As noted yesterday, the Supreme Court has been busy. Need further proof? How about the fact that the Supreme Court considered 279 “other matters” on Friday— a category that includes rulings on various substantive motions, PDRs, and writ petitions. By way of comparison, the number of “other matters” considered by the Supreme Court fell within the 134 to 182 range the last few times that opinions were released.

Which brings me to a fascinating “other matter” the Supreme Court addressed on Friday involving a notice of appeal. You have to review the petition for writ of certiorari packet to fully understand what happened, but I will attempt to summarize:

Appellate Rule 3(d) states that a notice of appeal should be “signed by counsel of record for the party or parties taking the appeal, or by any such party not represented by counsel of record.”  The appellee in Yigzaw v. Azres filed in the Court of Appeal a motion to dismiss the appeal. The motion to dismiss contended that the appellant’s otherwise timely notice of appeal was jurisdictionally defective under Appellate Rule 3(d) because it was signed by the party–rather than by the party’s appellate counsel, who had entered a limited notice of appearance on the same day the notice of appeal was filed.  (Side Note 1: I previously blogged on a similar NOA signatory dispute that occurred in Connor v. Connor).

In May 2019, the Court of Appeals issued orders that both granted the appellee’s motion to dismiss and denied the appellant’s alternative petition for writ of certiorari. (Side Note 2: There were two other alleged “violations” raised by the appellee’s motion to dismiss in Yigzaw. As I see no merit to those additional grounds and neither ground was jurisdictional, I can only assume that the dismissal by the Court of Appeals was based solely on the notice of appeal issue).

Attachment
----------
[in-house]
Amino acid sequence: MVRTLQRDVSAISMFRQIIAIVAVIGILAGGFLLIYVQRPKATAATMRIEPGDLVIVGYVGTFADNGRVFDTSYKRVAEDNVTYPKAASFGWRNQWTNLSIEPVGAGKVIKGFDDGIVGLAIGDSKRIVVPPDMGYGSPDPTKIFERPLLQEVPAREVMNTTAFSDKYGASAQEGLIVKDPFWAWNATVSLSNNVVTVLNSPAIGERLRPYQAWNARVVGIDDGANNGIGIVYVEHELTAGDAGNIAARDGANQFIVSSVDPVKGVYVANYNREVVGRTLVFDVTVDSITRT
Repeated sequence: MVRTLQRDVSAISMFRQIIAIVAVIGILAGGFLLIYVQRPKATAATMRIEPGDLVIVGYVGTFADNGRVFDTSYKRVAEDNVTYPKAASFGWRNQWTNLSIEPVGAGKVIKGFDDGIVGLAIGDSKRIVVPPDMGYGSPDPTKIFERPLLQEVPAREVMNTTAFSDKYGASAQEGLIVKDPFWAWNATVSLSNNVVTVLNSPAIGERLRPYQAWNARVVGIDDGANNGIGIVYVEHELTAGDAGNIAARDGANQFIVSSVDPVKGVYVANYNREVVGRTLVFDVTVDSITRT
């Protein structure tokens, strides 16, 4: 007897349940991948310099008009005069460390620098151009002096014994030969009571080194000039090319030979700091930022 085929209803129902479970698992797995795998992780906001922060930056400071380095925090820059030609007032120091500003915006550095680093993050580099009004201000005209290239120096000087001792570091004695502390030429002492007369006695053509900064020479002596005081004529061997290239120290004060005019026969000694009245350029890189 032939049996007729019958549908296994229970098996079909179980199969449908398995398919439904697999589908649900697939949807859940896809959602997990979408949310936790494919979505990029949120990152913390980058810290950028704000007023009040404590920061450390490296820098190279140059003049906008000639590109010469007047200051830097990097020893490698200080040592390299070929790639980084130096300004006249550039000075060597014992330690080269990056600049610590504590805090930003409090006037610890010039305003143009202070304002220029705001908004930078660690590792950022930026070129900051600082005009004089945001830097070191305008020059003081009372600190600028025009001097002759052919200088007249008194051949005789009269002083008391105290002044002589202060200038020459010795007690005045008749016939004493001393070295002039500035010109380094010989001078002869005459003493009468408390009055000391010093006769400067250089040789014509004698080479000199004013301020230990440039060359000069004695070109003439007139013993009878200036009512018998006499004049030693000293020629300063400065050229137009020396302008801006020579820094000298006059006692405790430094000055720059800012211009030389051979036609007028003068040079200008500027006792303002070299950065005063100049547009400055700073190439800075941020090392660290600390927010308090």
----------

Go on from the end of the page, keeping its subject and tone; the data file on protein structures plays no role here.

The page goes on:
Thereafter, the appellant sought review in the Supreme Court of the orders granting the motion to dismiss and denying the appellant’s alternative petition for writ of certiorari.  In the Supreme Court, the appellant argued that a party’s signing of its own notice of appeal does not violate Appellate Rule 3(d)—but that even if it did, the Court of Appeals incorrectly determined that a requirement found only in Appellate Rule 3(d) was jurisdictional.

On Friday, the Supreme Court issued a special order allowing the appellant’s petition for writ of certiorari “for the limited purpose of reversing the Court of Appeals 18 May 2019 order dismissing plaintiff’s appeal.” I find it interesting that the Supreme Court reversed the Court of Appeals order dismissing the appeal—rather than reversing the Court of Appeals order denying the alternative petition for writ of certiorari.  Does this choice of wording signal that the Supreme Court found no defect with the notice of appeal—or at least no jurisdictional defect?

You may recall that about a year ago, I threw out some preliminary thoughts as to “When Is a Deadline or Other Requirement for Filing a Notice of Appeal Jurisdictional? (State Edition).”  Matt and I have fleshed these ideas out a bit more in our forthcoming book on North Carolina Appellate Practice and Procedure. However, the gist of our thoughts is that appellate requirements found only in the Appellate Rules typically should not be ascribed jurisdictional import—a concept that would seem to be gaining traction in the context of the Supreme Court’s recent Appellate Rule 21 jurisprudence.

Crazy thoughts or sound appellate jurisprudence? Hit me with your best shot in the comments below.

–Beth Scherer